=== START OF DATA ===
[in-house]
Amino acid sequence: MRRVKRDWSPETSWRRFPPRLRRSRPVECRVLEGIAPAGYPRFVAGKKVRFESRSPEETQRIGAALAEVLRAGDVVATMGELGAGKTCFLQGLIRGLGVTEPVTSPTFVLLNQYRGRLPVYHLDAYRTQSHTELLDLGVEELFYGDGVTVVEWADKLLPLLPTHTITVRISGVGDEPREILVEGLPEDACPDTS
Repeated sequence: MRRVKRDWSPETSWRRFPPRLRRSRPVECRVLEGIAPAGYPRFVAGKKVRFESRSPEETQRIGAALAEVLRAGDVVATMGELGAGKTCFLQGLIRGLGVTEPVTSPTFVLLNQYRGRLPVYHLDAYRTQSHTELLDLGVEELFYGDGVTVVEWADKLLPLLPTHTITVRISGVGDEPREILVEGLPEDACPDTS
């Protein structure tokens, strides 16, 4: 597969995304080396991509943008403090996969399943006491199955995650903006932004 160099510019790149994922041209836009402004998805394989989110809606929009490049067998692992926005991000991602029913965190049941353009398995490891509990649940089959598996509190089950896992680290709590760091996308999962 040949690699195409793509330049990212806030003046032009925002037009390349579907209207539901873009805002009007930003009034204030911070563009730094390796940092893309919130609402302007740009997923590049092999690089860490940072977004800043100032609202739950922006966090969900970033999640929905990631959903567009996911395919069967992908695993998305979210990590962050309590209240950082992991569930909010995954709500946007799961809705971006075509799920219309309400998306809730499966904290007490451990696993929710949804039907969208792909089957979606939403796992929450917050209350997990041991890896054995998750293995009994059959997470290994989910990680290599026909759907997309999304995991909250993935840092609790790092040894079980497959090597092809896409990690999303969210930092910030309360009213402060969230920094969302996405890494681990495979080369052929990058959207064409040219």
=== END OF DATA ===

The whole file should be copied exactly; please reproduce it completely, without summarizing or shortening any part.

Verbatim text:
[in-house]
Amino acid sequence: MRRVKRDWSPETSWRRFPPRLRRSRPVECRVLEGIAPAGYPRFVAGKKVRFESRSPEETQRIGAALAEVLRAGDVVATMGELGAGKTCFLQGLIRGLGVTEPVTSPTFVLLNQYRGRLPVYHLDAYRTQSHTELLDLGVEELFYGDGVTVVEWADKLLPLLPTHTITVRISGVGDEPREILVEGLPEDACPDTS
Repeated sequence: MRRVKRDWSPETSWRRFPPRLRRSRPVECRVLEGIAPAGYPRFVAGKKVRFESRSPEETQRIGAALAEVLRAGDVVATMGELGAGKTCFLQGLIRGLGVTEPVTSPTFVLLNQYRGRLPVYHLDAYRTQSHTELLDLGVEELFYGDGVTVVEWADKLLPLLPTHTITVRISGVGDEPREILVEGLPEDACPDTS
């Protein structure tokens, strides 16, 4: 597969995304080396991509943008403090996969399943006491199955995650903006932004 160099510019790149994922041209836009402004998805394989989110809606929009490049067998692992926005991000991602029913965190049941353009398995490891509990649940089959598996509190089950896992680290709590760091996308999962 040949690699195409793509330049990212806030003046032009925002037009390349579907209207539901873009805002009007930003009034204030911070563009730094390796940092893309919130609402302007740009997923590049092999690089860490940072977004800043100032609202739950922006966090969900970033999640929905990631959903567009996911395919069967992908695993998305979210990590962050309590209240950082992991569930909010995954709500946007799961809705971006075509799920219309309400998306809730499966904290007490451990696993929710949804039907969208792909089957979606939403796992929450917050209350997990041991890896054995998750293995009994059959997470290994989910990680290599026909759907997309999304995991909250993935840092609790790092040894079980497959090597092809896409990690999303969210930092910030309360009213402060969230920094969302996405890494681990495979080369052929990058959207064409040219």